What Stock Benefits From Stormy Markets But Shuts Down in a Storm?
Good news for investors – the S&P 500 is still up 11.85% for 2012, even after the recent selloff – has been bad news for the bottom line of NYSE Euronext (NYX), the global exchange company that owns the New York Stock Exchange, London’s futures exchange and a raft of other European and global financial markets. That’s because the less uncertain investors are, the lower volatility levels tend to be; certainly, the diminishment of volatility has been one of the hallmarks of financial markets over the course of 2012.
Combined with rock-bottom interest rates and guidance from central bankers that those rates aren’t likely to rise for years, that means that demand by investors for the kinds of hedging products like options and futures contracts of the kind traded on the New York Stock Exchange and London’s Liffe has diminished.
NYSE Euronext managers have long been emphasizing new sources of revenue as trading revenues have come under pressure, but customers have cut back on their spending for technology. But CEO Duncan Niederauer acknowledged that the company isn’t making progress rapidly enough in this area and that "a large portion of our earnings remain linked to trading." Moreover, capital spending in the sector has tumbled as much as 20% in 2012 over year-ago levels, he added.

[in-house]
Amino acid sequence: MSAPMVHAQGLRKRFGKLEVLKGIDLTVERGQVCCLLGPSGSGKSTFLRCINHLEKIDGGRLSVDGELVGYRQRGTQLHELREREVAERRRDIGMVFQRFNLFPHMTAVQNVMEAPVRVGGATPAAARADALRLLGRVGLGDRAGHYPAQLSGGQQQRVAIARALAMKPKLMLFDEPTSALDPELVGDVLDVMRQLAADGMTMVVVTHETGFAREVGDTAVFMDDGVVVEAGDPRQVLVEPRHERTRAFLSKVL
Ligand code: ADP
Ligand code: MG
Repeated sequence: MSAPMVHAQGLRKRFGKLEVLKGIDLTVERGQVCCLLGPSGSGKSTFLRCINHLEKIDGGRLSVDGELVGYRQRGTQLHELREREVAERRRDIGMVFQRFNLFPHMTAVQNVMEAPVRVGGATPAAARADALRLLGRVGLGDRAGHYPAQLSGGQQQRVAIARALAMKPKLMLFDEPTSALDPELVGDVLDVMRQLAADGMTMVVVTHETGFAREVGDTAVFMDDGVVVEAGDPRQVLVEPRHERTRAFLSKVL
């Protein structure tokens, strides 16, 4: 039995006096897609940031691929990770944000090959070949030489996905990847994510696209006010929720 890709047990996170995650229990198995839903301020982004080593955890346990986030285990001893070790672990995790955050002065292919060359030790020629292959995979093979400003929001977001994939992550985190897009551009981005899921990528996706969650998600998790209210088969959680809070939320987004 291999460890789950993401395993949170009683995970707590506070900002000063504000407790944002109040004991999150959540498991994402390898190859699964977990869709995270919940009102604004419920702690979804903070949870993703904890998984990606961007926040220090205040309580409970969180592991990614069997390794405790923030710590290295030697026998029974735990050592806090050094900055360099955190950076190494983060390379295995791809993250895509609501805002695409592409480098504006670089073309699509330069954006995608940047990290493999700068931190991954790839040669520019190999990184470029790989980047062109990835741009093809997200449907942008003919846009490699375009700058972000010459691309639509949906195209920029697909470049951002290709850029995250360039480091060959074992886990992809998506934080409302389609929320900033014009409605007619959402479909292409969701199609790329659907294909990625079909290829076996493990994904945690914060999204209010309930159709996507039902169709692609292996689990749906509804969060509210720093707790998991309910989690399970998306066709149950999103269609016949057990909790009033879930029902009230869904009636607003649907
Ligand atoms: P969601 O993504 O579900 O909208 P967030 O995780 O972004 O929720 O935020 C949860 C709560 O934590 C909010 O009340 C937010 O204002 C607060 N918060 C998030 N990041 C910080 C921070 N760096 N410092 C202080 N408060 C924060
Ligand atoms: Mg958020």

The result of this is a familiar pattern: while NYSE Euronext is managing to squeak out higher profits over 2012 as a whole, as seen in the chart above, it is doing so on the basis of lower revenues. Now, the only question is whether the company is poised for a rebound and whether it’s enough of a bargain to snap up in the wake of the decline in the share price on the news of the tremendous earnings disappointment.
On the valuation front, the jury is out. True, the price/book ratio has fallen below 1, below its long-term average. Similarly, the PE ratio has tumbled, but the stock isn’t trading at a dramatic discount to the broader market – at least, not enough to make the stock a compelling “buy” in the absence of firm evidence that its restructuring story is bringing about results. NYSE Euronext does intend to cut about $250 million a year in annual costs via a program with the moniker “Project 14”, and is in the midst of selling off under-performing investments, closing 60% Paris-based BlueNext SA (a carbon-trading platform) and selling minority interests in other exchanges.
As soon as evidence begins to trickle in that this turnaround plan is having an impact on NYSE Euronext’s financial results, however, the exchange company is poised for a turnaround; it remains the bargain amongst its peers, priced at a discount to rivals CME Group (CME), Nasdaq OMX Group (NDAQ) and Intercontinental Exchange (ICE).
Suzanne McGee is a contributing editor at YCharts, which includes the just-released YCharts Pro Platinum for professional investors.
Filed under: Company Analysis